Ohms law was found by Georg Ohm and it goes a little something like this:

**V = RI**

V is voltage, R is resistance and I is current.

The law states that a voltage potential equals the current multiplied by the resistance.

It is used VERY often. It is THE formula in electronics.

You can switch it around and get R = V/I or I = V/R. As long as you have two of the variables, you can calculate the last.

### How to remember Ohms law

A simple way of remembering things is to make a stupid association with it so that you remember it because it’s so stupid.

So to help you remember Ohm’s law let me introduce the VRIIIIIIII! rule. Pretend that your driving a your car really fast, then suddenly you hit the breaks really hard. What sound do you hear?

“VRIIIIIIIIIIII!”

And this way you can remember V=RI 😉

### A practical example

The best way to teach how to use it is by example.

Below is a very simple circuit with a battery and a resistor. The battery is a 12 volt battery and the resistance of the resistor is 600 Ohm. How much current flows through the circuit?

To find the amount of current, we rearrange Mr. VRI and get I = V/R. Now we can calculate the current by using the voltage and the resistance.

I = 12 V/600 OhmI = 0.02 A = 20 mA (milli Ampere)

So the current in the circuit is 20 mA.

If you don’t like calculating things yourself, check out this calculator for Ohm’s law.

### Another example

Let us try another example.

Below we have a circuit with a resistor and a battery again. But this time we don’t know the voltage of the battery. Instead we imagine that we have measured the current in the circuit and found it to be 3 mA (milli Ampere).

The resistance of the resistor is 600 Ohm. What is the voltage of the battery? By using our friend VRI we get

V = RI

V = 600 Ohm * 3 mA

V = 1.8 V

So the voltage of the battery must be 1.8 V.

Return from Ohms Law to Electronic Schematics

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Dipo says

Why didn’t you convert the 3mA to Ampere before evaluating in the second examlpe?

Dipo says

Kindly help remove my comments. Gosh! I suck at math.

admin says

I’m glad you figured it out =)

Oyvind

vamsi says

because if we covert 3mA to Amphere we have do a long process

jake says

Hey im new to the whole electronics thing was wondering if anyone could mentor me?

jake says

If so email me, jakeyboy1661@gmail.com

Abdul Latif says

Hi sir I like electronics kindly help me how to make a circuit on pcb is there any software for it?

Thanks.

admin says

Yes,

check out http://www.build-electronic-circuits.com/pcb-design/

Cheers!

Oyvind

SnowBerry says

Hi. I am not so new to electronics but I didn’t have enough recourses to play around with the various components. Keep being awesome and make more interesting articles about electronics:D

admin says

Thanks!

SnowBerry says

Hello Øyvind! I am new to all of these concepts and I really need some help. I have considered joining a robotics club. Please keep on making awesome article about electronics!:D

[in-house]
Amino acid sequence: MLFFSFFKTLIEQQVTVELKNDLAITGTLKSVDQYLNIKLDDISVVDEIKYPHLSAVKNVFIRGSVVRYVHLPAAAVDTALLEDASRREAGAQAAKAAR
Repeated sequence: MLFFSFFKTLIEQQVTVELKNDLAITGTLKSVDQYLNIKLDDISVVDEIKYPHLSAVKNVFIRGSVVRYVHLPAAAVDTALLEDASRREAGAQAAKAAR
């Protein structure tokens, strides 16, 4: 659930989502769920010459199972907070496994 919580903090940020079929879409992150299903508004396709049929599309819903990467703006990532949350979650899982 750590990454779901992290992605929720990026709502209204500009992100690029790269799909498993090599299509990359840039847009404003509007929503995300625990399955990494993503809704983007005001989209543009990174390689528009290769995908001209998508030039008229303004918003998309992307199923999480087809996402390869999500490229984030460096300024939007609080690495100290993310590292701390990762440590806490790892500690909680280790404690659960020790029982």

admin says

Join the robotics club! It sounds awesome =)

Oyvind

Seair says

Hi. Hoping you can help.

I’m using three(3) 1.5V bulbs(not leds) running off of one(1) 1.5V AAA battery.

When I start with a brand new battery, the bulbs are nice and bright. However, after about 2 minutes, I can notice the bulbs all starting to get dimmer. They’re just about completely out after 30 minutes.

Would using resistors keep the bulbs burning at a more equal brightness from start to ending of the battery?

I believe they are wired in parallel. Would it matter if in series or parallel?

Thanks,

Seair

Nick says

Stupid question, in the second example

we had a current, I, or .03 and a resistance of 600. Multiplied they give us 18. How do you know to make it 1.8 volts?

admin says

Hi Nick,

3 mA is 0.003 A (so you were lacking a zero 😉

Best,

Oyvind

Bunky says

Hi,

I am nerd in electronics, but I guess my maths is good.

If 1000mA = 1A

then 100mA = 0.1A

10mA = 0.01A

implicates

30mA = 0.03A

so howcome your statement, it is 30 mA is 0.003 A (so you were lacking a zero 😉

Am so confused…

admin says

@Bunky;

Oooops! Sorry, that was a mistake by me. I’ve edited my comment now.

3 mA is 0.003A.

30 mA = 0.03A

louis says

Great little website ….really happy i found it

Bunky says

V = RI where V = 1 volt, R = 1 Ohms, I = 1 Ampere

========================================

Given example, R = 600 Ohms, I = 3 mili Ampere

1000mA = 1A, then 3mA = 0.003A

On putting the values

V = 600 (R) x 0.003 (I)

V = 1.8

🙂

admin says

Exactly =)

ismaili seleman jafo says

its good and educated

vamsi says

because if we convert it it will be a long process

kiprono says

I am really new for electronics but i have a little ideas over this. my questions is under programming how can understand it? Am a first year pursuing computer science. my email is mitekenneth@gmail.com

regards

Kenneth

Chris says

Nice site.

In your example, 12v batt and 600ohm resister, you determine current is .02 (20ma)

What if batt was a 3.7v battery (with say 3000mah)

admin says

Hey,

The 3000mah just tells you how much energy your battery can store. It doesn’t affect this calculation. So just switch 12V with 3.7V:

3.7V / 600 ohm = 0.006A = 6mA

Best,

Oyvind